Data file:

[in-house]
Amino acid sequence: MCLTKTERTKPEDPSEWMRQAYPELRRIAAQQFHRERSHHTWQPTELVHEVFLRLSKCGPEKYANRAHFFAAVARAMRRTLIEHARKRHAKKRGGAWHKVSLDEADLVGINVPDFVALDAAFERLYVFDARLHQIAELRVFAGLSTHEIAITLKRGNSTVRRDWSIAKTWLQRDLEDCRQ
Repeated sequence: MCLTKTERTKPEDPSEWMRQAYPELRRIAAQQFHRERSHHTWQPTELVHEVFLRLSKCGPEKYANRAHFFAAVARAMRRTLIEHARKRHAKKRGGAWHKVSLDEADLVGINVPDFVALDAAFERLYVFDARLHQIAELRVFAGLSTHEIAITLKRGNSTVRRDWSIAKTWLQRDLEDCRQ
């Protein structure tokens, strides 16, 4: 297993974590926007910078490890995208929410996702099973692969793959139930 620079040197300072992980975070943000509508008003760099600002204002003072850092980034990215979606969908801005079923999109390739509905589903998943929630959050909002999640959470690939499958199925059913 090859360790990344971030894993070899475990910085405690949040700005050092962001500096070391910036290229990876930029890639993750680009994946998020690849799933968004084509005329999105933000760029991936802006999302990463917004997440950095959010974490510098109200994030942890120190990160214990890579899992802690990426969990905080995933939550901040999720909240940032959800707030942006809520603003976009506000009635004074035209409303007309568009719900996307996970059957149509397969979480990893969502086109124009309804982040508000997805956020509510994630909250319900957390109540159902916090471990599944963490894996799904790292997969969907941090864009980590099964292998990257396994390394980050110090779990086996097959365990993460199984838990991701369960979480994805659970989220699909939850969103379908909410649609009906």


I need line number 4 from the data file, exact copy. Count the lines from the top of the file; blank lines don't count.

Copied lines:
């Protein structure tokens, strides 16, 4: 297993974590926007910078490890995208929410996702099973692969793959139930 620079040197300072992980975070943000509508008003760099600002204002003072850092980034990215979606969908801005079923999109390739509905589903998943929630959050909002999640959470690939499958199925059913 090859360790990344971030894993070899475990910085405690949040700005050092962001500096070391910036290229990876930029890639993750680009994946998020690849799933968004084509005329999105933000760029991936802006999302990463917004997440950095959010974490510098109200994030942890120190990160214990890579899992802690990426969990905080995933939550901040999720909240940032959800707030942006809520603003976009506000009635004074035209409303007309568009719900996307996970059957149509397969979480990893969502086109124009309804982040508000997805956020509510994630909250319900957390109540159902916090471990599944963490894996799904790292997969969907941090864009980590099964292998990257396994390394980050110090779990086996097959365990993460199984838990991701369960979480994805659970989220699909939850969103379908909410649609009906």